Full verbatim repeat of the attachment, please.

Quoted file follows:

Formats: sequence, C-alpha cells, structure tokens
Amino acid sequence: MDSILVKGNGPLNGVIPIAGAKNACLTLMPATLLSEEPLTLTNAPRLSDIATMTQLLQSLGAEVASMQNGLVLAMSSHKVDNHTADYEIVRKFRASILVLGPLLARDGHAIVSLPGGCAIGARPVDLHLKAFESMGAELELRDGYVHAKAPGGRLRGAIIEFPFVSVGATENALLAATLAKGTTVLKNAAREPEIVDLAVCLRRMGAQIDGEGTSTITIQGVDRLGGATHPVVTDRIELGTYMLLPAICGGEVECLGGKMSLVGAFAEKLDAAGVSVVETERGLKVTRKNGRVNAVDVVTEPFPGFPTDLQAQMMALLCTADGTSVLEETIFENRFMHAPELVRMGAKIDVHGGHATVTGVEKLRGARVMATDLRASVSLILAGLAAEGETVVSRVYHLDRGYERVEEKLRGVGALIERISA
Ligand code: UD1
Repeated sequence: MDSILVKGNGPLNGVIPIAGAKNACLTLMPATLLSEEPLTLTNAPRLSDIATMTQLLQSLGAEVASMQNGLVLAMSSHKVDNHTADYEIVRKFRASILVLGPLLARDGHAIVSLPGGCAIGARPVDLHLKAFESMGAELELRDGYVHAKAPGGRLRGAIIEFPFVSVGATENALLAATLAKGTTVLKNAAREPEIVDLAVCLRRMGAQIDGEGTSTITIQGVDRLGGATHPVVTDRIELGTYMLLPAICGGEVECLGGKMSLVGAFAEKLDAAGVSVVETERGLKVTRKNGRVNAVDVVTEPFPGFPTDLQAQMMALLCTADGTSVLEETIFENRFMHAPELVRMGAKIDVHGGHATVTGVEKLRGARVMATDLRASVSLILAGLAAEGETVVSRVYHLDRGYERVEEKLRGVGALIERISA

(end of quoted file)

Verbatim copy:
Formats: sequence, C-alpha cells, structure tokens
Amino acid sequence: MDSILVKGNGPLNGVIPIAGAKNACLTLMPATLLSEEPLTLTNAPRLSDIATMTQLLQSLGAEVASMQNGLVLAMSSHKVDNHTADYEIVRKFRASILVLGPLLARDGHAIVSLPGGCAIGARPVDLHLKAFESMGAELELRDGYVHAKAPGGRLRGAIIEFPFVSVGATENALLAATLAKGTTVLKNAAREPEIVDLAVCLRRMGAQIDGEGTSTITIQGVDRLGGATHPVVTDRIELGTYMLLPAICGGEVECLGGKMSLVGAFAEKLDAAGVSVVETERGLKVTRKNGRVNAVDVVTEPFPGFPTDLQAQMMALLCTADGTSVLEETIFENRFMHAPELVRMGAKIDVHGGHATVTGVEKLRGARVMATDLRASVSLILAGLAAEGETVVSRVYHLDRGYERVEEKLRGVGALIERISA
Ligand code: UD1
Repeated sequence: MDSILVKGNGPLNGVIPIAGAKNACLTLMPATLLSEEPLTLTNAPRLSDIATMTQLLQSLGAEVASMQNGLVLAMSSHKVDNHTADYEIVRKFRASILVLGPLLARDGHAIVSLPGGCAIGARPVDLHLKAFESMGAELELRDGYVHAKAPGGRLRGAIIEFPFVSVGATENALLAATLAKGTTVLKNAAREPEIVDLAVCLRRMGAQIDGEGTSTITIQGVDRLGGATHPVVTDRIELGTYMLLPAICGGEVECLGGKMSLVGAFAEKLDAAGVSVVETERGLKVTRKNGRVNAVDVVTEPFPGFPTDLQAQMMALLCTADGTSVLEETIFENRFMHAPELVRMGAKIDVHGGHATVTGVEKLRGARVMATDLRASVSLILAGLAAEGETVVSRVYHLDRGYERVEEKLRGVGALIERISA